Picking up where we left off in part I, we’ve made it through security and must now get to Terminal A to find out the plane’s gate assignment. As you leave the security area the sign points to a spot up ahead that doesn’t seem to go…anywhere…and yet…the sign wouldn’t point there if there was no where to go, right? So you walk up to this wall and notice to the left, through a row of metal poles, ostensibly set up to prevent people from pushing trolleys through them but also looking like a barricade to keep everyone out, that there are two elevators. Along with everyone else trying to find Terminal A you hesitate for a brief second trying to figure out if you’re actually supposed to go over there and use the elevator because, well, you’ve never had to do that at an airport before and it just seems…odd. “But,” you think, “I’ve got at least an hour and a half before my next flight so worse case scenario if I end up in the bowels of the airport our somehow make my way outside I’ll have plenty of time to go back to the beginning and try again.” (The ridiculousness of even thinking such a thing just proves how insane our society has become. What surely used to be a straightforward task – get from one airport gate to another – has become an exercise in absurdity.)
Now that you’ve found these random elevators to somewhere you hop in one with your fellow travelers and hit the only option, Down. After roughly ten seconds the elevator comes to a stop and you offload into a really long, straight hallway. It seems odd to you that the gates would be underground but maybe there’s some kind of basement walkout where the planes are sitting? Yeah, that’s a dumb idea, but this is turning out to be the dumbest airport you’ve ever been in so clearly anything is possible. So you make your way along this long hallway to nowhere still hoping that you’re heading in the right direction, there have been fewer signs at this point, when you reach the end which is dun dun duuuuuunnn! Another set of elevators! What. The. Eff. By this time the number of people you’ve caught up to in the long tunnel is SIGNIFICANTLY larger than the number of people you got out of the other elevators with and since there are only TWO elevators the math doesn’t work. So instead of waiting you decide to take the stairs. Does anyone know what ten seconds on an elevator equals in terms of building stories? A LOT. Because you think you’re smart not waiting for the elevator you’ve committed yourself to walking up five flights of stairs. And not big, wide stairs, no, these are one person going up, one person coming down stairs. These are no air conditioning stairs filled with people who also thought it would be faster than waiting for the elevators.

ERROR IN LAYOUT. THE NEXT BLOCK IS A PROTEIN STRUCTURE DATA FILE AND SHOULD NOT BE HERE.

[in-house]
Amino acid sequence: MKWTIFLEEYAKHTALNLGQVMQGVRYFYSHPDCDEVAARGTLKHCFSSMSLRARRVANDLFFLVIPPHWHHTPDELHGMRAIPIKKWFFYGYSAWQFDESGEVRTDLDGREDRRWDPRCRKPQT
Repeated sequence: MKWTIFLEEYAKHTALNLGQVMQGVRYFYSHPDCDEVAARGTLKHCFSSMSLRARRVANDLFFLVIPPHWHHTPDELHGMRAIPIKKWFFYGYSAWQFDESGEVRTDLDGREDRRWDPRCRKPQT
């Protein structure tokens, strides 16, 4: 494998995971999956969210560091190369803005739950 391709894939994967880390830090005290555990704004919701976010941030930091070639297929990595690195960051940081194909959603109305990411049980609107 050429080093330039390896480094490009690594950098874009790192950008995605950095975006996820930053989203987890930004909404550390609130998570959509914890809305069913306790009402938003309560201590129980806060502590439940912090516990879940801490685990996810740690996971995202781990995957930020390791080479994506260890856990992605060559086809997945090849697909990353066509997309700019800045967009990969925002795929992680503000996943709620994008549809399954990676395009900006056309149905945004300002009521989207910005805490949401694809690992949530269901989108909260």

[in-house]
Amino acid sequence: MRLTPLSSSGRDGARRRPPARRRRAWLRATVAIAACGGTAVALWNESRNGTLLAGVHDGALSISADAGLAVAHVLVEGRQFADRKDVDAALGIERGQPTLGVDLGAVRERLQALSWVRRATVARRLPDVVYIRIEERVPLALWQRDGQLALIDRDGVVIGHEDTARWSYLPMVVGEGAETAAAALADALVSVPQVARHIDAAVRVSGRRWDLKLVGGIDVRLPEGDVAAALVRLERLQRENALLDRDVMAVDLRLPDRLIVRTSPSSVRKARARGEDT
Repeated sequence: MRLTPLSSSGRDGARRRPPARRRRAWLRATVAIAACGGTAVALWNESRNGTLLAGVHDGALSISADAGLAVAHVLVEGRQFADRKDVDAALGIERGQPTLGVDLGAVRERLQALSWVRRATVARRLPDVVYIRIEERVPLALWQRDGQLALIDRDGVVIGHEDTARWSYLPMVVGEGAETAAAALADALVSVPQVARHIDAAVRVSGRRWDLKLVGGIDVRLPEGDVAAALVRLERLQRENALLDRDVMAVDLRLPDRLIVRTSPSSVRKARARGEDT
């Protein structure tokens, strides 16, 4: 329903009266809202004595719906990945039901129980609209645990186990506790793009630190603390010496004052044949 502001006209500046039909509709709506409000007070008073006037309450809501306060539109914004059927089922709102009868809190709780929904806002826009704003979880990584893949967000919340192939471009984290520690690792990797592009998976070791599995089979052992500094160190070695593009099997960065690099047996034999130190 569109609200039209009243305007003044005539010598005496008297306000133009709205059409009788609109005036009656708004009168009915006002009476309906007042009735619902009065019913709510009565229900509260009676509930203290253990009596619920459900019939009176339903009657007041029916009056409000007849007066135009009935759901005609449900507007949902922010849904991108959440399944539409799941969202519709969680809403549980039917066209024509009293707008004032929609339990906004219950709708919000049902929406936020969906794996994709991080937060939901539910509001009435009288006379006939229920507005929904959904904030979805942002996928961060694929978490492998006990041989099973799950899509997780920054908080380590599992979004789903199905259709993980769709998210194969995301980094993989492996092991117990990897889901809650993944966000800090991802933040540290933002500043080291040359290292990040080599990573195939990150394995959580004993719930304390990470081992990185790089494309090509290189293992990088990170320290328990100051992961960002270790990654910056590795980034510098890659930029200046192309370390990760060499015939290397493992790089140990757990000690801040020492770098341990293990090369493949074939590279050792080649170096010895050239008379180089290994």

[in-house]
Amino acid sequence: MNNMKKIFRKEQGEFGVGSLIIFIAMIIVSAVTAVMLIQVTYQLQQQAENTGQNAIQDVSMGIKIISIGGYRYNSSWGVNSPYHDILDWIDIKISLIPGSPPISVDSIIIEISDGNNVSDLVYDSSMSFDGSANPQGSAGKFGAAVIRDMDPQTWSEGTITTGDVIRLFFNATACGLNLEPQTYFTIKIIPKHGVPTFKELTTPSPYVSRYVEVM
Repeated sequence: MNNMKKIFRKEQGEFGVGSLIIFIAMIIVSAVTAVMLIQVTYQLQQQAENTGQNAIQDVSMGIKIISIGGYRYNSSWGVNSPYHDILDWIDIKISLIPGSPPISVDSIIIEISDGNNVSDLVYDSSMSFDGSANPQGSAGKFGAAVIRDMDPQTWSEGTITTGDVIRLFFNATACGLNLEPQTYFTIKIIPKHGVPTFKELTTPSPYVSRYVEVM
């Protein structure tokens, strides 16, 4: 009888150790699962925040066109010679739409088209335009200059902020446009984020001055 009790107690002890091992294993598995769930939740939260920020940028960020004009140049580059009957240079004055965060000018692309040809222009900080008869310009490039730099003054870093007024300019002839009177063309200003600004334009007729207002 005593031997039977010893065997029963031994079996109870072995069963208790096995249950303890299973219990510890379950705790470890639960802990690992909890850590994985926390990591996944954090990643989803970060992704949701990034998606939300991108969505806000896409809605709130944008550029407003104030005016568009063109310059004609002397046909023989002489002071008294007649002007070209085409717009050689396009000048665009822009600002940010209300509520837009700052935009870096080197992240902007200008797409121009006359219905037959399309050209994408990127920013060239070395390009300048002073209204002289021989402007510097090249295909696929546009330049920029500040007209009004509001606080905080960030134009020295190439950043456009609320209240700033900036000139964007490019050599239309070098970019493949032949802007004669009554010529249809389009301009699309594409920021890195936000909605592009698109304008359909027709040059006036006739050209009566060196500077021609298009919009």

Finally, FINALLY!, you reach Terminal A and go check out the departure board where…your flight still has no gate. It won’t be for another 30 minutes that the gate assignment shows up but once it does – Gate A1 – you head over to wait. The gates in this part of Terminal A are set up very weirdly. The counter is in the middle of this long hallway and there is seating on either side but the actual entrance to the skybridge is back around the corner. While sitting there waiting for them to announce the boarding you realize you don’t hear many announcements except for quite a few final boarding calls. Whatever, you couldn’t be sitting any closer to the skybridge than if you were actually on it so it’s not really a big deal until you realize that suddenly everyone is in line (where the hell did they all come from??) and they’re boarding the plane. It’s not until you get up and walk over that you hear them say that only certain ticketed passengers should be in line to board first. Now, if you’ve ever flown to or within Italy you know that Italians disregard any kind of attempt at ordered boarding. You could announce each row individually and every Italian will get in line, that’s just how they do things. So it was no surprise to see all of the passengers in line to board even though they were clearly only looking for a certain group to go first. Since that was how it was going to go down you have three options: 1. you act like a good little American and you wait until they actually call your group of seats, 2. you just hop in line, but at the end so you’re boarding roughly when you should, or 3. you say “fuck it” and walk up to the front of the line and cut in. When in Rome.
The Advil PM has probably worn off by this time but the mental Olympics the Frankfurt Airport just put your mind through has rendered you almost brain dead. You find your seat and proceed to pass out for most of the 1.5 hour flight to Naples. Unfortunately you are lucky enough to wake up for the final approach and landing during which the plane felt like it was being piloted by a three year old on a Power Wheels, but you’ve made it to your destination and that’s all that matters. Now you just have to make sure you stay awake for the rest of the day so you don’t end up with horrible jet lag. Good luck with that, I’m going to take a nap.